Rant about long brake shoes

Discussion in 'Cycling Equipment' started by Robert Taylor, Jan 22, 2003.

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  1. I find the currently fashionable long brake shoes (V-brake shoes and many canti shoes) to be a real
    pai on two counts:

    1. The extra length is almost entirely at the rear of the shoe which isn't a problem at the rear of
    the bike but at the front the long shoes extend inside the fork blades. In order to use them on
    a bike with a road type fork very thin (and short lived) shoes must be used and even then you
    nearly always have to deflate the tire to remove or install the front wheel. Even in the case of
    mountain bikes it's often necessary to deflate the front tire unless the thin shoes are used.

    2. The extra length of the shoes adds nothing to braking performance so far as I can tell. I can
    slide the rear wheel with the rear brake or pick it off the ground with the front one if I
    choose so I can't gain any performance with long shoes, only problems.

    I made short brake shoes for my canti brakes by installing the smooth post adapters from some old
    Aztec brake shoes onto threaded post short brake shoes. (Aztec brake shoes were made in both
    threaded and smooth post versions, the only difference being that the smooth post ones were just the
    threaded post ones with a sleeve screwed on over the threaded post. This sleeve has an 8mm hex at
    the bottom so it can easily be screwed off and reused)

    Those thin V-brake shoes remind me of the old lady who swallowed the fly and then swallowed a bird
    to catch the fly, then swallowed a cat to. . . well you know.

    Bob Taylor
     
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  2. A Muzi

    A Muzi Guest

    "Robert Taylor" <[email protected]> wrote in message
    news:[email protected]...
    > I find the currently fashionable long brake shoes (V-brake shoes and many canti shoes) to be a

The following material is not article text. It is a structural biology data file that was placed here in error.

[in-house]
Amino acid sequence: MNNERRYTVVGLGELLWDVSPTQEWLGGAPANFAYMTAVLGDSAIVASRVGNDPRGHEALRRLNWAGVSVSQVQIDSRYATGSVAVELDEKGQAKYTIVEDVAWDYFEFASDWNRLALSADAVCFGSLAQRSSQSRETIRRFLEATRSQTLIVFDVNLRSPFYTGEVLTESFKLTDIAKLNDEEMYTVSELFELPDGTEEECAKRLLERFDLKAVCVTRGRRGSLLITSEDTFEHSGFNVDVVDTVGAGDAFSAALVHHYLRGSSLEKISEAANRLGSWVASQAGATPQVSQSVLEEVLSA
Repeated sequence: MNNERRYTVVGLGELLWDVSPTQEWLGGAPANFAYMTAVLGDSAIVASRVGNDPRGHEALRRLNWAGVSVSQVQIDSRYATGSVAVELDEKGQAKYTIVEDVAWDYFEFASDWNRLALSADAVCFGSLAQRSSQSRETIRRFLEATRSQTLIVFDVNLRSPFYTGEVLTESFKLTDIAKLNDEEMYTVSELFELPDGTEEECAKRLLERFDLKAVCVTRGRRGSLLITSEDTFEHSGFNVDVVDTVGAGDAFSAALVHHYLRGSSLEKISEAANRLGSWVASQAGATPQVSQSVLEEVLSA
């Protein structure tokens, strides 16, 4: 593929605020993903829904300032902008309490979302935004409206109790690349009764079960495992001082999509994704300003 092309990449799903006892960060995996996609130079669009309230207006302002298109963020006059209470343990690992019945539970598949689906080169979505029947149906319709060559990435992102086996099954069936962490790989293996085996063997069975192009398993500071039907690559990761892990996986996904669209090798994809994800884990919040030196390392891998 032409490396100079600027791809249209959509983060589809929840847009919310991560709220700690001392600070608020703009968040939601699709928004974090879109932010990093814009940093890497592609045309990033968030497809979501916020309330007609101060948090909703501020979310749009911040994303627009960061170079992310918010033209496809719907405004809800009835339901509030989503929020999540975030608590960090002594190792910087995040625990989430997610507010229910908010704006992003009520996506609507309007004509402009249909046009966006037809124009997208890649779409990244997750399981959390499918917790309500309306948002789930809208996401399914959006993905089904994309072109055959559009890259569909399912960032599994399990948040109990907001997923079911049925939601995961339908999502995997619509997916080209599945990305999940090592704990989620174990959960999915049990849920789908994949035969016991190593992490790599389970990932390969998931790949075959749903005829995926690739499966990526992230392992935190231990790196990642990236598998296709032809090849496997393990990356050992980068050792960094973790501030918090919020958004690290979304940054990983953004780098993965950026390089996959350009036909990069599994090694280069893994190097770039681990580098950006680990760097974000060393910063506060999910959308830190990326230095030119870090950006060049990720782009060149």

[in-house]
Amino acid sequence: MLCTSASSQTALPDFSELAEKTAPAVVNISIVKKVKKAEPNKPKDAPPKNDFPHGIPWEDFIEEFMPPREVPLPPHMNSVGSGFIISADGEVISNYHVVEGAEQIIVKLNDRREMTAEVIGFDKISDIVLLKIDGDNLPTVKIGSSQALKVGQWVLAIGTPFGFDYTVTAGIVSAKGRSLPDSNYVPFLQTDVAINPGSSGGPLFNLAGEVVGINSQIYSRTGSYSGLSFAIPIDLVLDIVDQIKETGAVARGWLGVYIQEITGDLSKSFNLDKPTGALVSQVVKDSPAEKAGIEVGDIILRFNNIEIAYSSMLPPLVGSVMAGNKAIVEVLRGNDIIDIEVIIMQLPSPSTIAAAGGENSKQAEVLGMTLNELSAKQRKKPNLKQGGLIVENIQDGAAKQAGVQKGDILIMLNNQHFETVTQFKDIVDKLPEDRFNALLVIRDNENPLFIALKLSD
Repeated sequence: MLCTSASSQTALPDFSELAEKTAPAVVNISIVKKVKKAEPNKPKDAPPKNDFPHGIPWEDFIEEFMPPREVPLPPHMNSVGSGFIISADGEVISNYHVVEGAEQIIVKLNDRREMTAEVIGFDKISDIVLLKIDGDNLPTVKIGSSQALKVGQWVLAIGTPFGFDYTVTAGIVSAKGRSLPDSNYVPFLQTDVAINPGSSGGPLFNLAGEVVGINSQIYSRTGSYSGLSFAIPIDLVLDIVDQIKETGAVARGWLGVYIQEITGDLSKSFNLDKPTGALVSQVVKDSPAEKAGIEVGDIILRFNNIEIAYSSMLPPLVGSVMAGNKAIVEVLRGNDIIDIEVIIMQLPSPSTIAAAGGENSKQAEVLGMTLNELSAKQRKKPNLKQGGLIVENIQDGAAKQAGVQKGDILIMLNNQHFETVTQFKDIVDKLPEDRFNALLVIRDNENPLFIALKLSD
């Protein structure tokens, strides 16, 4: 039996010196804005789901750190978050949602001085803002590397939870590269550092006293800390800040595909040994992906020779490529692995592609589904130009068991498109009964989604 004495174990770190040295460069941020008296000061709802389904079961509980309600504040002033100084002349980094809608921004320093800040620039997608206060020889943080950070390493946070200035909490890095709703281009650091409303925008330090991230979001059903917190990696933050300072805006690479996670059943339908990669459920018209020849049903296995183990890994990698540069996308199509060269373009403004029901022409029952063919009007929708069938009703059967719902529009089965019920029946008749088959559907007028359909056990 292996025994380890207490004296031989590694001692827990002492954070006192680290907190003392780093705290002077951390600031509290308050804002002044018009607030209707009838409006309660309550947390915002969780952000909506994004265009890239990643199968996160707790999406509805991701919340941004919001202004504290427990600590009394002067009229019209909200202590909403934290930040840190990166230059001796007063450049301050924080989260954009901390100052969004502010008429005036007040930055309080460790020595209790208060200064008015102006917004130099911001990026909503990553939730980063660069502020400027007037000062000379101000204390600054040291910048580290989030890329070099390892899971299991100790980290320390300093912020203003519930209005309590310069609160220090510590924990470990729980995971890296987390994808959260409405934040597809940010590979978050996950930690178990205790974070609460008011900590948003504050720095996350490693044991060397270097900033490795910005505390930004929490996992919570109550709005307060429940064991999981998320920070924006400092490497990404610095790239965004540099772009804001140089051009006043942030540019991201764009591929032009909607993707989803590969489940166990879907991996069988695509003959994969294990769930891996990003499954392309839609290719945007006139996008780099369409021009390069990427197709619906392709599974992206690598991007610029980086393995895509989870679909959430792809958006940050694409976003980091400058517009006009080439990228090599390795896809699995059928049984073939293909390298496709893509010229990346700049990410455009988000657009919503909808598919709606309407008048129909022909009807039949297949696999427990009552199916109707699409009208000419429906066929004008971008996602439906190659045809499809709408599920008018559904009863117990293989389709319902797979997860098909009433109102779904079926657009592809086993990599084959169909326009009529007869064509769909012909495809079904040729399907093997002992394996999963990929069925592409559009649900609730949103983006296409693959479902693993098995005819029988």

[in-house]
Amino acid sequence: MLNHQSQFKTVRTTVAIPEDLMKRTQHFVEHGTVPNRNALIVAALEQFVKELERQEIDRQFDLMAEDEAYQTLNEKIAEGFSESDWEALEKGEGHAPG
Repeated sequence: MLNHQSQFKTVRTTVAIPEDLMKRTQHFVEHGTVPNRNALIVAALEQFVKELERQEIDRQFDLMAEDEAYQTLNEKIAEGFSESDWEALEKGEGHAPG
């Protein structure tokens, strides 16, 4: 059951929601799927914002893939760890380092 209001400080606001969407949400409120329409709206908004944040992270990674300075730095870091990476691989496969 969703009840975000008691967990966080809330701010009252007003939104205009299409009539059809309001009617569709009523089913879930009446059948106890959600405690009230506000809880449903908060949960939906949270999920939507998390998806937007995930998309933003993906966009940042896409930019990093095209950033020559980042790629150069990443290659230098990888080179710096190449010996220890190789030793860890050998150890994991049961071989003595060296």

> real pai on two counts:
    >
    > 1. The extra length is almost entirely at the rear of the shoe which isn't a problem at the rear
    > of the bike but at the front the long shoes extend inside the fork blades. In order to use
    > them on a bike with a road type fork very thin (and short lived) shoes must be used and even
    > then you nearly always have to deflate the tire to remove or install the front wheel. Even in
    > the case of mountain bikes it's often necessary to deflate the front tire unless the thin
    > shoes are used.
    >
    > 2. The extra length of the shoes adds nothing to braking performance so far as I can tell. I can
    > slide the rear wheel with the rear brake or pick it off the ground with the front one if I
    > choose so I can't gain any performance with long shoes, only problems.
    >
    > I made short brake shoes for my canti brakes by installing the smooth post adapters from some old
    > Aztec brake shoes onto threaded post short brake shoes. (Aztec brake shoes were made in both
    > threaded and smooth post versions, the only difference being that the smooth post ones were just
    > the threaded post ones with a sleeve screwed on over the threaded post. This sleeve has an 8mm hex
    > at the bottom so it can easily be screwed off and reused)
    >
    > Those thin V-brake shoes remind me of the old lady who swallowed the fly and then swallowed a bird
    > to catch the fly, then swallowed a cat to. . . well you know.
    >
    > Bob Taylor
    >

    We sometimes just cut off the back end of the shoe. Stops just fine and you can get the wheel out to
    put the bike in a car. It's "swept area" not "puck size" in the car world and bicycles seem to
    adhere to the same physical rules.

    We also sometimes use inexpensive "ten-speed" type traditional brake shoes when working on XMart
    bikes with recalcitrant squeaky VBrakes. The shorter shoes seem to vibrate less and still stop
    just fine.

    You have to hand it to the guy who thought of making a special shoe that's
    1/3 the depth and 20% more expensive! Chutzpah.
    --
    Andrew Muzi http://www.yellowjersey.org Open every day since 1 April 1971
     
  3. On Tue, 21 Jan 2003 20:24:26 -0500, Robert Taylor wrote:

    > I find the currently fashionable long brake shoes (V-brake shoes and many canti shoes) to be a
    > real pai on two counts:
    >
    > 1. The extra length is almost entirely at the rear of the shoe which isn't a problem at the rear
    > of the bike but at the front the long shoes extend inside the fork blades. In order to use
    > them on a bike with a road type fork very thin (and short lived) shoes must be used and even
    > then you nearly always have to deflate the tire to remove or install the front wheel. Even in
    > the case of mountain bikes it's often necessary to deflate the front tire unless the thin
    > shoes are used.
    >
    > 2. The extra length of the shoes adds nothing to braking performance so far as I can tell.

    This is true, and suggests a solution to #1. Tin snips. Cut off the extended end of the shoe. Maybe
    bolt cutters would be better.

    --

    David L. Johnson

    __o | As far as the laws of mathematics refer to reality, they are not _`\(,_ | certain, and as
    far as they are certain, they do not refer to (_)/ (_) | reality. -- Albert Einstein
     
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